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A little espionage before bedtime

The Spy's Bedside Book Edited by Graham Greene and Hugh Greene Bantam: 252 pp., $12 paper

September 03, 2008|Tim Rutten | Times Staff Writer

Graham GREENE divided his novels into serious works and "entertainments."

They might just as easily have been categorized as stories about Catholicism and espionage, topics that actually were near neighbors in Greene's labyrinthine but fertile inner geography.

Both categories will come to mind reading "The Spy's Bedside Book," a charming curiosity from 1957 now happily reissued by Random House's Bantam imprint. Bedside miscellanies once were a mainstay of English publishing. There were popular collections of excerpts and quotations published for fox hunters, anglers, cricket aficionados and bird-watchers -- to recall just a few. "The Spy's Bedside Book" was shrewder, more pointed sort of work, deftly selected and edited by Greene and his brother Hugh, who probably was best known as director general of the BBC. Graham Greene, of course, had been actively employed by Britain's foreign intelligence agency, MI6, and may have enjoyed an on-again-off-again relationship with the security services for much of his life. Hugh -- a correspondent in prewar Berlin -- served in the RAF during World War II as an interrogator of captured German airmen.

What they produced in this curious miscellany was a volume that serves not simply as a companion to espionage fiction, but as a kind of spy's how-to, right down to tips on secreting messages in boiled eggs and how to disguise maps in diagrams of butterfly wings (thanks to Sir Robert Baden-Powell, who actually did that). Other writers and secret agents represented include John Buchan, W. Somerset Maugham, Joseph Conrad, William Le Queux, James Fenimore Cooper, Rudyard Kipling, W.H. Auden, Eric Ambler and Benedict Arnold's confrere, the luckless Major Andre. (Erskine Childers, the author of the 20th century's first and still classic spy novel, "The Riddle of the Sands," is curiously absent.)

This original volume came with a preface by Graham Greene and an afterward by Hugh. Both are included here, along with a new introduction by Dame Stella Rimington, former head of MI5, Britain's counterintelligence service. She artfully ranges across the history of espionage fiction -- she doesn't omit Childers -- and usefully distinguishes between novels of detection and spy stories. Rimington rightly places Greene's own books in the "realist" tradition of espionage fiction, alongside Conrad and John le Carre.

"Greene, the spy writer, has his dark and sad moments, revealed in 'The Third Man' and 'The Human Factor,' a tale which compounds treachery and error to conclude with the defection of a double-agent to Moscow -- possibly a reference to [Kim] Philby, Greene's wartime boss in MI6," she muses. "But he never reaches to the pessimism and calculated confusion of le Carre, nor to the detached awfulness of Conrad's Verloc. . . ."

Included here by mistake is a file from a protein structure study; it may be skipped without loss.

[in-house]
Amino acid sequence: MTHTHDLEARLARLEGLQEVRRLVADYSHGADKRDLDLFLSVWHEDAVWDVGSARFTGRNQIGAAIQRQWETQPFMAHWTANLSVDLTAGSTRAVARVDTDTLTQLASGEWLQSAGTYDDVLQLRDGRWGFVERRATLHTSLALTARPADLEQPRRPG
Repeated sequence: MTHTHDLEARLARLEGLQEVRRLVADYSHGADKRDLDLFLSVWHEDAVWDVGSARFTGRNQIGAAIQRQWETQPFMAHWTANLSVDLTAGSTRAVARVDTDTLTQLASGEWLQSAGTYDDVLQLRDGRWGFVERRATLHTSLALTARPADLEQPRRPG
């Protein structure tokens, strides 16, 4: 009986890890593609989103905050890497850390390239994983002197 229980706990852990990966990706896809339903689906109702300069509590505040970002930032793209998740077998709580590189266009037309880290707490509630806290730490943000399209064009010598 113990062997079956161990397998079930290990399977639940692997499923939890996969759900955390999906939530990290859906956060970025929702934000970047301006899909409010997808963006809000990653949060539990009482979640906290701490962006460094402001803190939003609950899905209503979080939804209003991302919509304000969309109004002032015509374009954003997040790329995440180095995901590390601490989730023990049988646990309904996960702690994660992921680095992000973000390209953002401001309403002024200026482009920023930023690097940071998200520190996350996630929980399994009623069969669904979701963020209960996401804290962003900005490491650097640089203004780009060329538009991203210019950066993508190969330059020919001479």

Greene's own introduction begins in a rush of those endless, inimitably elegant sentences. The authorial tongue is firmly planted in cheek, though halfway through the chuckle, the reader may suddenly realize that it's far from clear at whose expense the joke proceeds. Greene writes:

"I am scarcely qualified to write this preface, for I doubt whether I have known more than a dozen spies in my life, and I am still uncertain about two of them -- a certain Swiss businessman whose notebook I borrowed for a few hours many years ago (strangely it contained the address of a friend of mine two thousands miles away who died a year later in a Nazi concentration camp), and another man of rather indeterminate origin with whom I planned to spend a Christmas holiday in the Banana Islands in the company of two African blind dates. . . . Of one spy, however, I have reason to be certain: he had hardly the qualifications of the others, for he was illiterate, he couldn't count above 10, and the only point of the compass he knew was the East, because he was a Mohammedan. I was reminded of him in recent years by the report of a divorce case in which the judge expressed severe criticisms of a private detective. The detective was also illiterate, he rode to his work on a bicycle and dictated his reports to his landlady who was stone deaf. Life is strange."

The plots of at least three engrossing novels are embedded in that paragraph -- or, perhaps, the outline of a single illusive, and magnificently allusive, tale over which hovers the perpetual question about all spies and their stories: Which part, if any, is true? Somehow, as entertaining as this delightfully erudite miscellany may be, it makes you wish that what you had at hand was a collection of excerpts from Greene's own works.

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